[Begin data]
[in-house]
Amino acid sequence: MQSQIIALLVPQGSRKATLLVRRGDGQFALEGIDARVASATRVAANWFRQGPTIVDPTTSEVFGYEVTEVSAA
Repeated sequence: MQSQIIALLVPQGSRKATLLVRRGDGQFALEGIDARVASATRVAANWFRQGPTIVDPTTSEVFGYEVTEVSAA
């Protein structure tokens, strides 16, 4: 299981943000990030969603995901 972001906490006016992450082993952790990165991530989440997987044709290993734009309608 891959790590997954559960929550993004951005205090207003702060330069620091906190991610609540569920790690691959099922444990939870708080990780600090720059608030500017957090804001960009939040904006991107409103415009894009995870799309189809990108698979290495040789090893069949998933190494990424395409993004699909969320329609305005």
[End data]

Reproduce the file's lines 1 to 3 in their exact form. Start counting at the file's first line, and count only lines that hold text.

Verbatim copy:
[in-house]
Amino acid sequence: MQSQIIALLVPQGSRKATLLVRRGDGQFALEGIDARVASATRVAANWFRQGPTIVDPTTSEVFGYEVTEVSAA
Repeated sequence: MQSQIIALLVPQGSRKATLLVRRGDGQFALEGIDARVASATRVAANWFRQGPTIVDPTTSEVFGYEVTEVSAA